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DETERMINANTS OF NOMINATION COMMITTEE: NEW ZEALAND EVIDENCE

Md. Borhan Uddin Bhuiyan, Ahsan Habib

DOI: 10.22495/cbv7i2c1art5

Abstract

A sizable volume of corporate governance literature documents that an independent and competent board of directors matter for organizational success. In order to function effectively, board comprises of different sub-committees and the three most common sub-committees are audit committees, compensation committees and nomination committees. Surprisingly, there is a paucity of research in understanding the determinants of nomination committee notwithstanding the importance of an independent nomination committee in board selection process. We contribute to the nomination committee literature by investigating the factors associated with the determination of nomination committees in New Zealand. We find that cross-sectional variation in the firm-specific characteristics affect the existence of nomination committees. This finding casts doubt on the „one-size-fits all‟ approach of corporate governance. Our logistic regression of the nomination committee determinants indicates that firm size, governance regulation and busy directors are positively associated with the existence of nomination committees, whereas firm leverage, controlling shareholders, and director independence are negatively related to the formation of nomination committees.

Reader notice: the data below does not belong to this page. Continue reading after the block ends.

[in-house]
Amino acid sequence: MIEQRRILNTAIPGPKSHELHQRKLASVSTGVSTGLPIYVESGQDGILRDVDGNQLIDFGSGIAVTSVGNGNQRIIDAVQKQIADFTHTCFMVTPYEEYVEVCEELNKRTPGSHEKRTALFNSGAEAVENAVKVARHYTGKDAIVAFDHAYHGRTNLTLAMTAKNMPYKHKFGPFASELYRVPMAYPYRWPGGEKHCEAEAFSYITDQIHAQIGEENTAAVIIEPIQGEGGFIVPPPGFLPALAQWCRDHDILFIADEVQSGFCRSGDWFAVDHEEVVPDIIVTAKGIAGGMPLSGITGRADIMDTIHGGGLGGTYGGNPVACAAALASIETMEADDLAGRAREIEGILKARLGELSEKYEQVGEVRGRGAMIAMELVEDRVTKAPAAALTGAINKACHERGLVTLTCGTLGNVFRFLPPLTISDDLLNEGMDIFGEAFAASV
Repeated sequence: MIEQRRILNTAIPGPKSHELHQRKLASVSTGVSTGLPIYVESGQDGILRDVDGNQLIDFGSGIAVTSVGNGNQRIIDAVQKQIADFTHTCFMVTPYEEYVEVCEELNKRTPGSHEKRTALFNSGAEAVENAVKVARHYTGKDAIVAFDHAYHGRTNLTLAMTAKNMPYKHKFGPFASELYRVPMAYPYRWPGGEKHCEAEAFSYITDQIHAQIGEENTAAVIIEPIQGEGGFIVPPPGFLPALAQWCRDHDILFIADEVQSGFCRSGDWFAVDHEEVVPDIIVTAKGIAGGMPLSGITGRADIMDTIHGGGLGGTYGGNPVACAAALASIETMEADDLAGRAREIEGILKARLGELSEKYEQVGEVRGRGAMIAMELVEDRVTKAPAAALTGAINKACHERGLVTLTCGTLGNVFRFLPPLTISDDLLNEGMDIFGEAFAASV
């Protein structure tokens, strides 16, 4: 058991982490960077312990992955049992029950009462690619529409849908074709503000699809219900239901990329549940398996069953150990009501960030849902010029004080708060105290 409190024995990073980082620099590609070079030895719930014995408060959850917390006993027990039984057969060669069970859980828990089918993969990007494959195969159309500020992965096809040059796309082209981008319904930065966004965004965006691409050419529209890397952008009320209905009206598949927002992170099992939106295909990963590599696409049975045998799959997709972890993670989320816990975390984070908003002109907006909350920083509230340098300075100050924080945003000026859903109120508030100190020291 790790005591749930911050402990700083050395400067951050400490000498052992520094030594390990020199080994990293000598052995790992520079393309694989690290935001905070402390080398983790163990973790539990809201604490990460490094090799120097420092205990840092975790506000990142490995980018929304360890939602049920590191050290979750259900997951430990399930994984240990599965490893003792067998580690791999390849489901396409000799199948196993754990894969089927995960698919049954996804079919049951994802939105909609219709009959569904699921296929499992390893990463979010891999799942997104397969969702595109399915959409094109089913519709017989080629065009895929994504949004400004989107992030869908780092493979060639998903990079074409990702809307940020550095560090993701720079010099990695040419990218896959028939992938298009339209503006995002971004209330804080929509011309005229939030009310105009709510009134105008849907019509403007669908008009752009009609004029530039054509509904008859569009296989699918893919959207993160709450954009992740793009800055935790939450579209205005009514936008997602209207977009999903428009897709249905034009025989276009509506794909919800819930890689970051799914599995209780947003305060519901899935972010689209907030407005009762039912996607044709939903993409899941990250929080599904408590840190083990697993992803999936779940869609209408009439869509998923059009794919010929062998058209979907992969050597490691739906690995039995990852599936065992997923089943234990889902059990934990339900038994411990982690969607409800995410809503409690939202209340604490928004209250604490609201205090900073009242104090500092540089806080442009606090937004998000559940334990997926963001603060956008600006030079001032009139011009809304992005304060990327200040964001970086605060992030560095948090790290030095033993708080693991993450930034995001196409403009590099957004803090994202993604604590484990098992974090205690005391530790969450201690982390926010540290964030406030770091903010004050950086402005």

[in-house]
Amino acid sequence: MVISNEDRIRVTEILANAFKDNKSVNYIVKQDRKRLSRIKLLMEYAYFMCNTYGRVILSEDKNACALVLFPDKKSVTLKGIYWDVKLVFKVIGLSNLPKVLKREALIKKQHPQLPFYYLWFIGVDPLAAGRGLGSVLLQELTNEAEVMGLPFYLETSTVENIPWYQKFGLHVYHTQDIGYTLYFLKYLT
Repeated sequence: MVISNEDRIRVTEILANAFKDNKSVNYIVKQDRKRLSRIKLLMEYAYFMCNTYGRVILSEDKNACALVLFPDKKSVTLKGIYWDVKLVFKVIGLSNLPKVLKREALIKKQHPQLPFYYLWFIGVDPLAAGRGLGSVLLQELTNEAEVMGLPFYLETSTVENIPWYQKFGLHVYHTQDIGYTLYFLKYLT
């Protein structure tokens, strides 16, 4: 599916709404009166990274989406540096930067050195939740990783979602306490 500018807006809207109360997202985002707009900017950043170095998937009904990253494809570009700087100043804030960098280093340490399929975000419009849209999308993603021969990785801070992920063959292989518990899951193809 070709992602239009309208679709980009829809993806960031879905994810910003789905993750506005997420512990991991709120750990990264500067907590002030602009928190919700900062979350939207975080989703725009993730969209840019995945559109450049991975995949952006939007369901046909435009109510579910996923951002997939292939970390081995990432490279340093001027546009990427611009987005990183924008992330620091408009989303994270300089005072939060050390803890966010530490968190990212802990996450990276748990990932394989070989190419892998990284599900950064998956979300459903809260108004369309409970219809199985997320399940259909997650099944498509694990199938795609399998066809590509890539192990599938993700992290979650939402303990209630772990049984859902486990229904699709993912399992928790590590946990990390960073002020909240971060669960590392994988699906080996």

Keywords: Corporate Governance Best Practice Code, Nomination Committee, Board Busyness, Controlled Ownership, New Zealand

How to cite this paper: Bhuiyan, Md. B. U., & Habib, A. (2011). Determinants of nomination committee: New Zealand evidence. Corporate Board: role, duties and composition, 7(2-1), 54-63. doi:10.22495/cbv7i2c1art5

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